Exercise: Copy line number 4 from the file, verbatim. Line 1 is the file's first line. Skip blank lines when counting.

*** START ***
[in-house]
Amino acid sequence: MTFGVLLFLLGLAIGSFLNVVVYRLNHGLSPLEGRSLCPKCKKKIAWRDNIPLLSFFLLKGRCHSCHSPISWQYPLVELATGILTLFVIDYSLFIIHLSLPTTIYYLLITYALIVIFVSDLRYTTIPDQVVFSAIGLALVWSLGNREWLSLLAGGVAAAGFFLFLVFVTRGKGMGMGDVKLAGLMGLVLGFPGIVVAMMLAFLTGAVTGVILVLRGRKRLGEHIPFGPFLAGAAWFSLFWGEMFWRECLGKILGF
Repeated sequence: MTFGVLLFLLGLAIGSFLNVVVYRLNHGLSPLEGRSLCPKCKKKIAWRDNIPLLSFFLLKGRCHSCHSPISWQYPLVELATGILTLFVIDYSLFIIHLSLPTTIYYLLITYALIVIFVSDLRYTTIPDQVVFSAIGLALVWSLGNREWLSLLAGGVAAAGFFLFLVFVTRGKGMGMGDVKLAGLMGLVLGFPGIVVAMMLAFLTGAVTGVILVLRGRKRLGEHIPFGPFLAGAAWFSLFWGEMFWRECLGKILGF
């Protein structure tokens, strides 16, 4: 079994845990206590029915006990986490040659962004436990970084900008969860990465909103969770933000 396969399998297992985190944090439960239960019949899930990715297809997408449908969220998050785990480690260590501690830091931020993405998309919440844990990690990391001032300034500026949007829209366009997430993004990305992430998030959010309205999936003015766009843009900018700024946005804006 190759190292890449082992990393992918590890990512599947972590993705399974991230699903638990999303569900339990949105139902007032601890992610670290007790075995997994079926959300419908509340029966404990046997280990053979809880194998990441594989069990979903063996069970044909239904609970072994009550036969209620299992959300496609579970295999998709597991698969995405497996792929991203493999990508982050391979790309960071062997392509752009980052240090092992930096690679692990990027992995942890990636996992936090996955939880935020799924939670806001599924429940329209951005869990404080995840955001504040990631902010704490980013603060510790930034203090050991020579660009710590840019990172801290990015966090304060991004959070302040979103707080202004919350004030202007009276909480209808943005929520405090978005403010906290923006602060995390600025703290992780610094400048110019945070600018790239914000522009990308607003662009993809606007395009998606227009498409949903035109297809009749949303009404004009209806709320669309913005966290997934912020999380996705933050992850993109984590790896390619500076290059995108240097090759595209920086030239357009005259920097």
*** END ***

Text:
């Protein structure tokens, strides 16, 4: 079994845990206590029915006990986490040659962004436990970084900008969860990465909103969770933000 396969399998297992985190944090439960239960019949899930990715297809997408449908969220998050785990480690260590501690830091931020993405998309919440844990990690990391001032300034500026949007829209366009997430993004990305992430998030959010309205999936003015766009843009900018700024946005804006 190759190292890449082992990393992918590890990512599947972590993705399974991230699903638990999303569900339990949105139902007032601890992610670290007790075995997994079926959300419908509340029966404990046997280990053979809880194998990441594989069990979903063996069970044909239904609970072994009550036969209620299992959300496609579970295999998709597991698969995405497996792929991203493999990508982050391979790309960071062997392509752009980052240090092992930096690679692990990027992995942890990636996992936090996955939880935020799924939670806001599924429940329209951005869990404080995840955001504040990631902010704490980013603060510790930034203090050991020579660009710590840019990172801290990015966090304060991004959070302040979103707080202004919350004030202007009276909480209808943005929520405090978005403010906290923006602060995390600025703290992780610094400048110019945070600018790239914000522009990308607003662009993809606007395009998606227009498409949903035109297809009749949303009404004009209806709320669309913005966290997934912020999380996705933050992850993109984590790896390619500076290059995108240097090759595209920086030239357009005259920097």